Now that we’ve made it too complicated, let’s back up and focus on the fundamentals. We start with a blank canvas - a pristine 19x19 board. But where to play first? Feeling some analysis paralysis?

Let me take the pressure off - until you level up to 18-15 kyu, it really doesn’t matter what opening you play as long as you have some stones near each corner, and make at least one extension from those stones. As long as your stones don’t get killed or chased out of that area, you’re doing fine. You’ve got the rest of your Go journey to experiment with more aggressive openings. For now, just follow the priorities and try one these options for your first move:

The 4-4 point:
PROS: The most flexible opening. Rather than trying to get most of that corner, Black is willing to split it in half in return for being able to build structures in either direction.
CONS: Vulnerable to the 3-3 invasion. Can lose some or all of the corner if not careful.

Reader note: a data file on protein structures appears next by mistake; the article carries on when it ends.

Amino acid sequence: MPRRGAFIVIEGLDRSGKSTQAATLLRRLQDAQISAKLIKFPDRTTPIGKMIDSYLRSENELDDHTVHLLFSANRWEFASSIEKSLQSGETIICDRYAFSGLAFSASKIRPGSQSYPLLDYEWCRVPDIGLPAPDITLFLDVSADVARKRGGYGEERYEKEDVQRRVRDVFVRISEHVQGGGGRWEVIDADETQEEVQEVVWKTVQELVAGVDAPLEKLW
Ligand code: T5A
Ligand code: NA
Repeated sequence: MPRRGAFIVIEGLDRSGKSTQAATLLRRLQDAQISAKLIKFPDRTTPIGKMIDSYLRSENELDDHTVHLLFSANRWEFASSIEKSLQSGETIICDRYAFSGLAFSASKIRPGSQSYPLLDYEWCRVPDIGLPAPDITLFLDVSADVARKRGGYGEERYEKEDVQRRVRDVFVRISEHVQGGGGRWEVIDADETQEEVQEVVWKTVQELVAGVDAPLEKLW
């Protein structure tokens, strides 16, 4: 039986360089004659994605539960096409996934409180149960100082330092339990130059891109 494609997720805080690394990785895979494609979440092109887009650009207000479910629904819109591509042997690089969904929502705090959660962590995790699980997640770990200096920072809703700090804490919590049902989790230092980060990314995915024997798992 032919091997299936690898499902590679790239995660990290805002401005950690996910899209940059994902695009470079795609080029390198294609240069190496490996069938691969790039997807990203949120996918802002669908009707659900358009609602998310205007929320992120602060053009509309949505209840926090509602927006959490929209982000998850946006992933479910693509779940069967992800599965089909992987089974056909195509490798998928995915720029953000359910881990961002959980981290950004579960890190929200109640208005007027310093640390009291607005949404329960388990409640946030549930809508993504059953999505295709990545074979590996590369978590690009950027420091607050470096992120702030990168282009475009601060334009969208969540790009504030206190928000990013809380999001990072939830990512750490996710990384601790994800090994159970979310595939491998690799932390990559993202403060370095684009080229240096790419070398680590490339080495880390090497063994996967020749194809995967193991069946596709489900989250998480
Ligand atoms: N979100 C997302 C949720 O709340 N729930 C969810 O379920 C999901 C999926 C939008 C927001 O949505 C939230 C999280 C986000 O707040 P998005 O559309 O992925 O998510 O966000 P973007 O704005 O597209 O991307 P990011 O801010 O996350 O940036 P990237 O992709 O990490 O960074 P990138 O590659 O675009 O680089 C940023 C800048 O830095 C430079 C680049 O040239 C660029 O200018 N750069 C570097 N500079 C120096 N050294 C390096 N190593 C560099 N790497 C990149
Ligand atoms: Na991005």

The 4-3 point:
PROS: Easier to enclose a corner in 2 moves. Not vulnerable to the 3-3 invasion. Increases the chance of keeping more than half of that corner.
CONS: Invites their opponent to approach the corner at P16 or P17. Starts slightly lower on the right side, and will have to climb away from the edge to increase potential.


Now it’s time for White to respond, and whether they know it or not - they are at a crucial cross-roads which can shape the rest of the game:
If White plays the diagonal corner from Black, then the game has the potential to be more balanced. If Black plays in corner A, White plays in corner B - or vice versa. Either way, both sides start with the ability to develop potential along one side of the board.
If White plays on either of the adjacent corners, then Black can play on the diagonal and initiate a cross-cut game. From the start, this will be a more fight-heavy game, create more unsettled groups, and more complexity to keep track of. Until you have a better understanding of whole board play and are comfortable juggling multiple priorities, I encourage beginning players to stay away from cross-cut games.

Focus instead on the possibilities where Black has one side of the board and White has the other. Take a look at these 3 options for Black - they will work just as well for White: